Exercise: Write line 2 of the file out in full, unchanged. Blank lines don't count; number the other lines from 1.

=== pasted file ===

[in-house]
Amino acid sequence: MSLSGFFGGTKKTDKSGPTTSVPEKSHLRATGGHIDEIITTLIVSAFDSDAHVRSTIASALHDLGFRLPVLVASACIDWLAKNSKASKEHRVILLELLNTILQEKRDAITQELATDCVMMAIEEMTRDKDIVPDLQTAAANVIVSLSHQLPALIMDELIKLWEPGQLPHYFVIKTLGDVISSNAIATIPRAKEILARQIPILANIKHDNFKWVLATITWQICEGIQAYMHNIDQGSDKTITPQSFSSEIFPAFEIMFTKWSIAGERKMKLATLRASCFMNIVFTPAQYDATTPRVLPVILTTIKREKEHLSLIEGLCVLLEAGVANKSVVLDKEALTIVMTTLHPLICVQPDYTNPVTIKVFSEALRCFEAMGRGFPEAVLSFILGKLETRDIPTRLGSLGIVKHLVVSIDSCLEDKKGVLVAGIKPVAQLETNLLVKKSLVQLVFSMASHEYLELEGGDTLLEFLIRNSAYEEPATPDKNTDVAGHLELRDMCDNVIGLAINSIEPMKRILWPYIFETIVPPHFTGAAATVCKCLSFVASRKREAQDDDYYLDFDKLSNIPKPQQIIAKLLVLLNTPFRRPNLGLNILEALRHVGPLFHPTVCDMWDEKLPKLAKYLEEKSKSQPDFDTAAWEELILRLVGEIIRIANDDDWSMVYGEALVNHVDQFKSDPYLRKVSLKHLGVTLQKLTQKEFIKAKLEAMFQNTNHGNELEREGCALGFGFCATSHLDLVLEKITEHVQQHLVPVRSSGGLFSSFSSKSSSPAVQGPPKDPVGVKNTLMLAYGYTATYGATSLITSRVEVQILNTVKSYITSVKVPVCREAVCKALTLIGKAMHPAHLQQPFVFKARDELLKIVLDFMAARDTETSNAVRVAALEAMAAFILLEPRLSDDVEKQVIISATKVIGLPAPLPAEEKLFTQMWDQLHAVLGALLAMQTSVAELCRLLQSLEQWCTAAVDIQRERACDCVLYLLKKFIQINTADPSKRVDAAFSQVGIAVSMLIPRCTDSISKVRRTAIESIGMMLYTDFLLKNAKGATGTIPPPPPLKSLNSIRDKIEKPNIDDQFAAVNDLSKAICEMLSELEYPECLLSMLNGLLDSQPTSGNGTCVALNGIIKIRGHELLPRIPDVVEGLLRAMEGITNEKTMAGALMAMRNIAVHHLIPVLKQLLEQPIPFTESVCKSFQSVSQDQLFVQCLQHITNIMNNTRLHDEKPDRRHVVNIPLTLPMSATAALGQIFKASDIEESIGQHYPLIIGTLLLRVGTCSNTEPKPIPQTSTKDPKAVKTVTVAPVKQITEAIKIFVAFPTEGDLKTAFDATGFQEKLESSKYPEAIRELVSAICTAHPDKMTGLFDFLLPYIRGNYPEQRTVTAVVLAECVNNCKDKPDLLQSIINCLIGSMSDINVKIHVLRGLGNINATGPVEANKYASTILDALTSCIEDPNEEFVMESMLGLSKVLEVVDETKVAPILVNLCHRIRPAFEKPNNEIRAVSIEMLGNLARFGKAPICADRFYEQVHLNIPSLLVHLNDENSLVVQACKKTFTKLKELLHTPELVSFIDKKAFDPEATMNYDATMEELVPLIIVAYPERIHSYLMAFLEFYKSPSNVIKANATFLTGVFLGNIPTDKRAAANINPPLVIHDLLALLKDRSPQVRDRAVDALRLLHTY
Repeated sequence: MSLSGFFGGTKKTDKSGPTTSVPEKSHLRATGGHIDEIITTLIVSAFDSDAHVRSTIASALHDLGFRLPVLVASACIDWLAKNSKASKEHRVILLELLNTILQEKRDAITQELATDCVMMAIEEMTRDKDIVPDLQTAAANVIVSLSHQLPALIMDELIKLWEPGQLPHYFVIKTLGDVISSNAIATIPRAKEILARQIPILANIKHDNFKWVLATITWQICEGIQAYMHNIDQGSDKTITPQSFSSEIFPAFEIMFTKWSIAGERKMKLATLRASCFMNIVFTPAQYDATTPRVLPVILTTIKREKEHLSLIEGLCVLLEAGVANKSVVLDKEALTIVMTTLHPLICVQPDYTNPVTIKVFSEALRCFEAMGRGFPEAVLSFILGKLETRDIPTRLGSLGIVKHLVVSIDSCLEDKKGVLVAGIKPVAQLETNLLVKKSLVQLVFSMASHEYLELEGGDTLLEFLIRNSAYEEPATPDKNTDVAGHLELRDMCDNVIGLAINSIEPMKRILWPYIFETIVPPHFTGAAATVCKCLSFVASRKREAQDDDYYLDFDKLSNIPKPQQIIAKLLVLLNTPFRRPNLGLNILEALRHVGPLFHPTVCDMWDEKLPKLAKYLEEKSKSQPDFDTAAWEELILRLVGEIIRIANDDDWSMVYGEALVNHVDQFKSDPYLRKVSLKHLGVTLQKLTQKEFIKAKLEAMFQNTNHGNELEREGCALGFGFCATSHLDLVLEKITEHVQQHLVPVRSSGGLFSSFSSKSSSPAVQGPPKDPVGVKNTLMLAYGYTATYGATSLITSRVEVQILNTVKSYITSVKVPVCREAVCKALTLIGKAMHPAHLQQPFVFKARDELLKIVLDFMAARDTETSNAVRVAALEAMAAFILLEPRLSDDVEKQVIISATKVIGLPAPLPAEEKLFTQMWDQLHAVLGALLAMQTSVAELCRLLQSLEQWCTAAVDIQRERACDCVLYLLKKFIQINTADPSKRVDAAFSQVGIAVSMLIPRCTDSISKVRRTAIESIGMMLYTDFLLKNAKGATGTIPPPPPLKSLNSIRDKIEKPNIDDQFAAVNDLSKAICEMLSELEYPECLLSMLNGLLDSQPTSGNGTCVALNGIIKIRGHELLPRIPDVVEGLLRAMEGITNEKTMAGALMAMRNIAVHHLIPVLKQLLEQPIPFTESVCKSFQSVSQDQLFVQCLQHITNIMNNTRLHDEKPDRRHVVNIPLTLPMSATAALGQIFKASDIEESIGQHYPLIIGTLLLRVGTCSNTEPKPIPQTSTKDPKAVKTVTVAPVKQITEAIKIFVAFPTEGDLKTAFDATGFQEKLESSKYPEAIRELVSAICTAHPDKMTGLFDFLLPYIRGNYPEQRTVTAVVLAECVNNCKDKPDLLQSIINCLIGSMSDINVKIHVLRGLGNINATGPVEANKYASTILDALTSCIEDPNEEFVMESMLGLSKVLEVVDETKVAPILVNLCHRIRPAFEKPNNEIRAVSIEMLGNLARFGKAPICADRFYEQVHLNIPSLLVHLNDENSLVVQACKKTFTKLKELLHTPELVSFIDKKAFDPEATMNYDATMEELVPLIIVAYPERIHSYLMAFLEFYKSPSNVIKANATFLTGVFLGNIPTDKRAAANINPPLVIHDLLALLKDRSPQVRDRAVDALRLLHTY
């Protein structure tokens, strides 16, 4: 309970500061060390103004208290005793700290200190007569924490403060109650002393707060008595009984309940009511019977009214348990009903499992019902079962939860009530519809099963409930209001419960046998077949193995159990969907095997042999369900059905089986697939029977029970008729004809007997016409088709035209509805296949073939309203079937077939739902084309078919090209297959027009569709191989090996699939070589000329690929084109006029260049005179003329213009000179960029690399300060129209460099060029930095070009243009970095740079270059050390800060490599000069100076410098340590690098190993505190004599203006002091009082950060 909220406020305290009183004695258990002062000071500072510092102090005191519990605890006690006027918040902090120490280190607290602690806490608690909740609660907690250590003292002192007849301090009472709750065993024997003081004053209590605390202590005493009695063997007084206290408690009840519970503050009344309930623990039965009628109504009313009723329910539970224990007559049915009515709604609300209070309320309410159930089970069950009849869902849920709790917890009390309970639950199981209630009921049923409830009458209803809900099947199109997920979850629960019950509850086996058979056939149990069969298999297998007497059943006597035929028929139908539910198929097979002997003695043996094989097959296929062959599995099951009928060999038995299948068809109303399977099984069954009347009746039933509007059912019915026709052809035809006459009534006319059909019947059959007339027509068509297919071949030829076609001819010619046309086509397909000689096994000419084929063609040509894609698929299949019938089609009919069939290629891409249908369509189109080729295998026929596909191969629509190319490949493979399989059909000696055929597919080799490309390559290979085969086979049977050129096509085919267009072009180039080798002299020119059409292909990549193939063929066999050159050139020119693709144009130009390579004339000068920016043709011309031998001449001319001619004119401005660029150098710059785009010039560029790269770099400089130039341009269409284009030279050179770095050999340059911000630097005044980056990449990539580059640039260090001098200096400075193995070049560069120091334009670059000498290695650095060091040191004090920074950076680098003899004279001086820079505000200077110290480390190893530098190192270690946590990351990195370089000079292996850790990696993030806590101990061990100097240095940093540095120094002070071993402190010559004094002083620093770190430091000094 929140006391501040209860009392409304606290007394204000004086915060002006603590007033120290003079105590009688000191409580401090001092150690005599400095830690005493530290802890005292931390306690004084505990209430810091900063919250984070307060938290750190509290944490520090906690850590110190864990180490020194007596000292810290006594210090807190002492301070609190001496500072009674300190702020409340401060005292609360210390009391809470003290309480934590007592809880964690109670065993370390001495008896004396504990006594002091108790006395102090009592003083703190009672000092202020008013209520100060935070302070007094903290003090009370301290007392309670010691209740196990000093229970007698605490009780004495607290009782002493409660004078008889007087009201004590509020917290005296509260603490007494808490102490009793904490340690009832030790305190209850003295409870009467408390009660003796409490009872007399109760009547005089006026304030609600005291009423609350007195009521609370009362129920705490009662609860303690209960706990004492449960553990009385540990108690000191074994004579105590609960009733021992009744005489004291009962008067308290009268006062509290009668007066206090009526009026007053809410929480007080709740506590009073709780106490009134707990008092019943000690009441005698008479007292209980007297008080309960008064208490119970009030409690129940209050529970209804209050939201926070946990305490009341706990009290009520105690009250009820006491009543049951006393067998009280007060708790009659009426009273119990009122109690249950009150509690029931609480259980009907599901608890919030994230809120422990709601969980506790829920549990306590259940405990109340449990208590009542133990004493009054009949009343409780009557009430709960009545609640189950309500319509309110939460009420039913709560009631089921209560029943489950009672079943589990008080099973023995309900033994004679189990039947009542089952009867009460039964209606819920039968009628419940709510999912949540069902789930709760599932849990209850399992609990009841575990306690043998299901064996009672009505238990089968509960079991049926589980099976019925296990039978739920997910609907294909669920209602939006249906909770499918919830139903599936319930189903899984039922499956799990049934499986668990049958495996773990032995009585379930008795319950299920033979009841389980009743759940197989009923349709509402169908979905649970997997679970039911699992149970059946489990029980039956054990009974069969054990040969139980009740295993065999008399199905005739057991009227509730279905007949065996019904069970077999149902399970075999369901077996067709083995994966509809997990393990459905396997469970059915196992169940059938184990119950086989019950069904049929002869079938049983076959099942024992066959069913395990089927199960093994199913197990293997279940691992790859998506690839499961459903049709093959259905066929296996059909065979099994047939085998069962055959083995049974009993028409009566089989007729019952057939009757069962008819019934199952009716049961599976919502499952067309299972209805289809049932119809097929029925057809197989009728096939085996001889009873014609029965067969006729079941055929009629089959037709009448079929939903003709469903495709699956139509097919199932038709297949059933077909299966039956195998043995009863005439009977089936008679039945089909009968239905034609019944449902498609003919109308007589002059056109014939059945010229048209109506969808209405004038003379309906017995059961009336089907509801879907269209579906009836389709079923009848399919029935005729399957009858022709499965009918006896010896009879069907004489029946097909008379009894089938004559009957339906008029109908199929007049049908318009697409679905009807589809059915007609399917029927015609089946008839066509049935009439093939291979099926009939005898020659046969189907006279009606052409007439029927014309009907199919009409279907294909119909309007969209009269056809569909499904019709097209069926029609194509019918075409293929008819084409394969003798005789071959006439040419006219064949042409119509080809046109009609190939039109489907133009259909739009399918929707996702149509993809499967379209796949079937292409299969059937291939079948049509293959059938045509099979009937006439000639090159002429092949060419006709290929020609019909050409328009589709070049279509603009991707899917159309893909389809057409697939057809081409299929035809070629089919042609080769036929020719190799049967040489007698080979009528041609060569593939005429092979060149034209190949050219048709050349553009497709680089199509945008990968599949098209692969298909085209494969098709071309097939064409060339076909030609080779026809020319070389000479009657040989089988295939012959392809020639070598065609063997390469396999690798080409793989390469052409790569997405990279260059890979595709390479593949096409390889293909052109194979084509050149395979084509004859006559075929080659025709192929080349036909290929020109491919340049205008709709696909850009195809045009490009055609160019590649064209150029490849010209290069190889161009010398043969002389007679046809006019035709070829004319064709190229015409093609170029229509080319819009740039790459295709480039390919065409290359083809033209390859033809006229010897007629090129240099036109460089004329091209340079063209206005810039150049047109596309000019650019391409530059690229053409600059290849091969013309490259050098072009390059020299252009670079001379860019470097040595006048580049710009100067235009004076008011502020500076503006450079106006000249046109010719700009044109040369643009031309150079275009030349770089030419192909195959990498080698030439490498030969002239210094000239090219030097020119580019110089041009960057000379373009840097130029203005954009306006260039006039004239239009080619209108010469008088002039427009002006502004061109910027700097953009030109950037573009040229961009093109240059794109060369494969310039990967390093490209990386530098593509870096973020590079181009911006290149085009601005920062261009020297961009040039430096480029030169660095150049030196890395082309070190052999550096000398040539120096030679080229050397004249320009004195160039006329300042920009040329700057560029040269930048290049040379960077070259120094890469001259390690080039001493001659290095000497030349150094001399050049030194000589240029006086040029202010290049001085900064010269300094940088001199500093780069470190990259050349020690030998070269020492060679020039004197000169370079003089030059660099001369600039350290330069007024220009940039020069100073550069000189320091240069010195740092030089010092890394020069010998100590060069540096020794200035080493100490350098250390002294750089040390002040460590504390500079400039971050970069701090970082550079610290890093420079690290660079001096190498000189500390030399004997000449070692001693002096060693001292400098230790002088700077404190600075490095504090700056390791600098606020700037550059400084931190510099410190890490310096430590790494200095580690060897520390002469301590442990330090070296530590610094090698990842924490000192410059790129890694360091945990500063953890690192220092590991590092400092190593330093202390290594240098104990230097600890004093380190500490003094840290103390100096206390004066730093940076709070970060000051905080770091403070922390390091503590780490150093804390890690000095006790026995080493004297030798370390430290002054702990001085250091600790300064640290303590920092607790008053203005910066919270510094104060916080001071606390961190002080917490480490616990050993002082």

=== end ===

Amino acid sequence: MSLSGFFGGTKKTDKSGPTTSVPEKSHLRATGGHIDEIITTLIVSAFDSDAHVRSTIASALHDLGFRLPVLVASACIDWLAKNSKASKEHRVILLELLNTILQEKRDAITQELATDCVMMAIEEMTRDKDIVPDLQTAAANVIVSLSHQLPALIMDELIKLWEPGQLPHYFVIKTLGDVISSNAIATIPRAKEILARQIPILANIKHDNFKWVLATITWQICEGIQAYMHNIDQGSDKTITPQSFSSEIFPAFEIMFTKWSIAGERKMKLATLRASCFMNIVFTPAQYDATTPRVLPVILTTIKREKEHLSLIEGLCVLLEAGVANKSVVLDKEALTIVMTTLHPLICVQPDYTNPVTIKVFSEALRCFEAMGRGFPEAVLSFILGKLETRDIPTRLGSLGIVKHLVVSIDSCLEDKKGVLVAGIKPVAQLETNLLVKKSLVQLVFSMASHEYLELEGGDTLLEFLIRNSAYEEPATPDKNTDVAGHLELRDMCDNVIGLAINSIEPMKRILWPYIFETIVPPHFTGAAATVCKCLSFVASRKREAQDDDYYLDFDKLSNIPKPQQIIAKLLVLLNTPFRRPNLGLNILEALRHVGPLFHPTVCDMWDEKLPKLAKYLEEKSKSQPDFDTAAWEELILRLVGEIIRIANDDDWSMVYGEALVNHVDQFKSDPYLRKVSLKHLGVTLQKLTQKEFIKAKLEAMFQNTNHGNELEREGCALGFGFCATSHLDLVLEKITEHVQQHLVPVRSSGGLFSSFSSKSSSPAVQGPPKDPVGVKNTLMLAYGYTATYGATSLITSRVEVQILNTVKSYITSVKVPVCREAVCKALTLIGKAMHPAHLQQPFVFKARDELLKIVLDFMAARDTETSNAVRVAALEAMAAFILLEPRLSDDVEKQVIISATKVIGLPAPLPAEEKLFTQMWDQLHAVLGALLAMQTSVAELCRLLQSLEQWCTAAVDIQRERACDCVLYLLKKFIQINTADPSKRVDAAFSQVGIAVSMLIPRCTDSISKVRRTAIESIGMMLYTDFLLKNAKGATGTIPPPPPLKSLNSIRDKIEKPNIDDQFAAVNDLSKAICEMLSELEYPECLLSMLNGLLDSQPTSGNGTCVALNGIIKIRGHELLPRIPDVVEGLLRAMEGITNEKTMAGALMAMRNIAVHHLIPVLKQLLEQPIPFTESVCKSFQSVSQDQLFVQCLQHITNIMNNTRLHDEKPDRRHVVNIPLTLPMSATAALGQIFKASDIEESIGQHYPLIIGTLLLRVGTCSNTEPKPIPQTSTKDPKAVKTVTVAPVKQITEAIKIFVAFPTEGDLKTAFDATGFQEKLESSKYPEAIRELVSAICTAHPDKMTGLFDFLLPYIRGNYPEQRTVTAVVLAECVNNCKDKPDLLQSIINCLIGSMSDINVKIHVLRGLGNINATGPVEANKYASTILDALTSCIEDPNEEFVMESMLGLSKVLEVVDETKVAPILVNLCHRIRPAFEKPNNEIRAVSIEMLGNLARFGKAPICADRFYEQVHLNIPSLLVHLNDENSLVVQACKKTFTKLKELLHTPELVSFIDKKAFDPEATMNYDATMEELVPLIIVAYPERIHSYLMAFLEFYKSPSNVIKANATFLTGVFLGNIPTDKRAAANINPPLVIHDLLALLKDRSPQVRDRAVDALRLLHTY